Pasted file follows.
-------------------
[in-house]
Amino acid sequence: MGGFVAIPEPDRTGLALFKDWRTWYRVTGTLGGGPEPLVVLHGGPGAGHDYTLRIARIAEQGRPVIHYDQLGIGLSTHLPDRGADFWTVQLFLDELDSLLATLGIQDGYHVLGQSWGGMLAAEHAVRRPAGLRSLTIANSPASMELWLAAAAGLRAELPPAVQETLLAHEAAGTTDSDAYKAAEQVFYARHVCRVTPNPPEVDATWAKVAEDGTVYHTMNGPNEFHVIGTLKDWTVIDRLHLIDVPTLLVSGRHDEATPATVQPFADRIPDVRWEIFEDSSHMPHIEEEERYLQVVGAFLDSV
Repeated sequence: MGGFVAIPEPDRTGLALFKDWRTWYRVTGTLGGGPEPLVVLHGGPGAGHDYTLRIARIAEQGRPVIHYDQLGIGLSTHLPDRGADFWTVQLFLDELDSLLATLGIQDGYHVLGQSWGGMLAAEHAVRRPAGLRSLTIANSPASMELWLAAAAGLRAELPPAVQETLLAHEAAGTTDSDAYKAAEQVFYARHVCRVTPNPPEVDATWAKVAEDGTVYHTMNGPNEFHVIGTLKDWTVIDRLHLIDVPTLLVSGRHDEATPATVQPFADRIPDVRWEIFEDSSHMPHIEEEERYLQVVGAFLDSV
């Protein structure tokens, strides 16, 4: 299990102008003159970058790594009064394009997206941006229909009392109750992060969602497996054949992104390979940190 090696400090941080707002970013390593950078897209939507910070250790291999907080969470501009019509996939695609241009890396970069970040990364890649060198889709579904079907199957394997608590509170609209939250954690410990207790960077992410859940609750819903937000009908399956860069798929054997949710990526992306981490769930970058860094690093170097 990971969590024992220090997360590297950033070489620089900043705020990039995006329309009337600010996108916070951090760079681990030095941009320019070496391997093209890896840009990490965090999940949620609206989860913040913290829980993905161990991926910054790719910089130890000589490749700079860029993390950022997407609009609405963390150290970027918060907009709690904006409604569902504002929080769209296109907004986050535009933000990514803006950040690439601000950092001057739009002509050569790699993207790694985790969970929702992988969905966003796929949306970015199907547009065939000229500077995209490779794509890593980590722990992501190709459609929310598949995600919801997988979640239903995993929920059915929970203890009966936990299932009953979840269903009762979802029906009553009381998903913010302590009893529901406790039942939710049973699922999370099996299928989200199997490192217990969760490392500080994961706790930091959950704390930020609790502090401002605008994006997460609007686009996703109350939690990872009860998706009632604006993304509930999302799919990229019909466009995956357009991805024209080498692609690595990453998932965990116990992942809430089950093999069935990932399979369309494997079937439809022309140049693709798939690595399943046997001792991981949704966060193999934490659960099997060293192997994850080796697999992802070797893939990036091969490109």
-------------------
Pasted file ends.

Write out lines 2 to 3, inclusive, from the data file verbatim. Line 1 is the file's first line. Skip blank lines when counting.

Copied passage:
Amino acid sequence: MGGFVAIPEPDRTGLALFKDWRTWYRVTGTLGGGPEPLVVLHGGPGAGHDYTLRIARIAEQGRPVIHYDQLGIGLSTHLPDRGADFWTVQLFLDELDSLLATLGIQDGYHVLGQSWGGMLAAEHAVRRPAGLRSLTIANSPASMELWLAAAAGLRAELPPAVQETLLAHEAAGTTDSDAYKAAEQVFYARHVCRVTPNPPEVDATWAKVAEDGTVYHTMNGPNEFHVIGTLKDWTVIDRLHLIDVPTLLVSGRHDEATPATVQPFADRIPDVRWEIFEDSSHMPHIEEEERYLQVVGAFLDSV
Repeated sequence: MGGFVAIPEPDRTGLALFKDWRTWYRVTGTLGGGPEPLVVLHGGPGAGHDYTLRIARIAEQGRPVIHYDQLGIGLSTHLPDRGADFWTVQLFLDELDSLLATLGIQDGYHVLGQSWGGMLAAEHAVRRPAGLRSLTIANSPASMELWLAAAAGLRAELPPAVQETLLAHEAAGTTDSDAYKAAEQVFYARHVCRVTPNPPEVDATWAKVAEDGTVYHTMNGPNEFHVIGTLKDWTVIDRLHLIDVPTLLVSGRHDEATPATVQPFADRIPDVRWEIFEDSSHMPHIEEEERYLQVVGAFLDSV